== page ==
Precautions When Selling, Trading, or Sending a PC to Salvage or to a Repair Shop

 24 May 2007


Sensitive data is confidential, private, personal data on any digital media.  Experience has shown that many if not most PCs to be transferred out of production,  still contain data which is considered sensitive related to University business.  This includes passwords, employee/student private and/or personal data, financial, health, banking information, personnel documents, proposals, contractual records, etc. Thus when a University Microcomputer sent to University Salvage and Surplus, or transferred between departments,  sent for repair, or otherwise disposed of, such sensitive data on any related media should be permanently and securely overwritten or destroyed.

Recommendations for Microcomputers

Since manual removal of individual occurrences of sensitive data has been shown to be unreliably incomplete, this author recommend using a professional disk sanitation algorithm ( ) or wiping tool software that supports DoD 5220.22-M disk overwriting Standard (  to completely overwrite fixed disk(s) of PCs that are being transferred out of production:  sold/traded between departments, or sent to University Salvage and Surplus or sent out for repair.

Methods (detailed algorithms) to completely securely overwrite fixed disks are well documented. For example, see:  .

Other Media and Devices

Finally, in addition to overwriting PC fixed disks, floppy and zip disks, CD's, there are other media that pose privacy/security risks. For example, network devices, like routers, PDA's (hand held Personal Digital Assistants) can have departmental information stored as personal data or configuration information. Prior to transfer or disposal this data or configuration  information should be cleared manually and by someone who understands the device(s) in question.

Related Penn State Policies and References

It is important to note that there is an ongoing official Penn State Committee still working on, and officially organizing, the comprehensive security dimensions of this topic. This web page will be updated when that Committee's official recommendations actually are finalized.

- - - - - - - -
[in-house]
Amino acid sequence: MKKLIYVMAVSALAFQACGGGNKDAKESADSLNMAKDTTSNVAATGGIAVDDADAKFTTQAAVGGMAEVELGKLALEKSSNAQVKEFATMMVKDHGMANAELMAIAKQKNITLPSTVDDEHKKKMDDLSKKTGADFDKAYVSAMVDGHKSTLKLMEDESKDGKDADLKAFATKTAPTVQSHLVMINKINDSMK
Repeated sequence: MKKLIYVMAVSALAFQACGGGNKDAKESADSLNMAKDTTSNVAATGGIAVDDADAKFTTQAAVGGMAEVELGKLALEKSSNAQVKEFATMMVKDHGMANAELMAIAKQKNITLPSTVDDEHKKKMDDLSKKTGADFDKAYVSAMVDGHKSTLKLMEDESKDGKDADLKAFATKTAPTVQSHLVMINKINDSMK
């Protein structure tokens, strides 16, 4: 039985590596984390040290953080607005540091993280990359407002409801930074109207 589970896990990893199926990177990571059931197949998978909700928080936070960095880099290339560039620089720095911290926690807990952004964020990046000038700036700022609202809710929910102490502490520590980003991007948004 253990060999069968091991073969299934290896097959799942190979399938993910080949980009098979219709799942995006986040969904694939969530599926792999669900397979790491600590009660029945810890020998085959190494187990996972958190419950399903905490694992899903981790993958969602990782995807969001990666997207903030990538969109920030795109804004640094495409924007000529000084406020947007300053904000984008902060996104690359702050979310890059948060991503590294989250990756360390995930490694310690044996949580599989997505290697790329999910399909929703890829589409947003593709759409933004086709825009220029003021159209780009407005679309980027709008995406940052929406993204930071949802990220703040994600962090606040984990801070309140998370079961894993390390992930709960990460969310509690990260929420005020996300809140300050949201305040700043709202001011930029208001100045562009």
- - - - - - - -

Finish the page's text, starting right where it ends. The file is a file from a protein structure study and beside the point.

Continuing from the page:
It is also important to work with departmental computer and data people before overwriting data on any PC.  Also review the following Penn State Policies in conjunction with the technical information above:

Policy for Sanitizing University Computer Media Prior to Transfer or Disposal:  (to appear when finalized)
University Archives and Records Management Policies:
University Salvage and Surplus Policies:
Penn State Policies Guidelines and Laws:

Some Available Software

Evidence/Local Activity Eliminator (Windows):  and for the Macintosh, MacWasher:

The following software completely destroys (overwrites; wipes)  ALL data on fixed disk(s), including the operating system.  Actual MS Windows and Linux software that support secure (DoD 5220.22-M disk overwriting Standard) complete wiping of fixed disks may be found at:
Commercial disk wiping software for PC's may be found at:

SuperScrubber:   rewrites a Macintosh hard drive.
East-Tech DiskSanitizer (Windows or Linux fixed disks):
IBM Secure Data Disposal:
Paragon Disk Wiper:
Micro 2000 Disk Eraser:
Wipedisk by Allegro, Inc.:

Solutions for Macintoshes:
For MAC OS 10, boot from the MAC OS 10 Install CD that came with the system;
    Choose the WipeInfo Utility to wipe the fixed drive. This may or may not conform to the DoD Standard.
Norton Antivirus  WIPEINFO utility:
                                   WIPEINFO includes the DoD Standard for disk wiping. This will work for PC's and MAC OS9.
ShredIt is available for Mac OS 7, OS 8, OS 9, OS X as well as for Windows 95, 98, 2000, ME, NT, XP.

Free PC disk wiping software may be found at:
(Any fixed BIOS/firmware hard disk - DoD=yes, Open Source=yes) Darik's Boot and Nuke:
(Any IDE hard disk- DoD=yes, Open Source=GNU) University of Washington Autoclave:
Secure Data Disposal(sdd) - IBM Thinkpad Utility:

Making/copying a PC hard disk image and later restoring it; and disk cloning via  Acronis  True  Image:


Departmental computer professionals, (ultimately Administrative Department heads), have the responsibility to secure departmental, college, and University sensitive data. This responsibility includes following University Policies on Disk Sanitation and data archival, as well as touching base with related department people, and then clearing or overwriting all sensitive data on PC fixed disks and other devices before the they are traded/sold/salvaged/repaired.


Thanks to Pete Weiss and Todd Litzinger(who heads up the on-going Penn State Committee on this topic),  Penn State Administrative Information Services for helping to review and improve this document. Thanks to Bill Verity and Jonathan Siegle, Penn State Information Technology Servicees, for Solutions for Macintoshes. Also thanks to Donna Johnson from Mireth Tecnology Corporation for information on Shredit.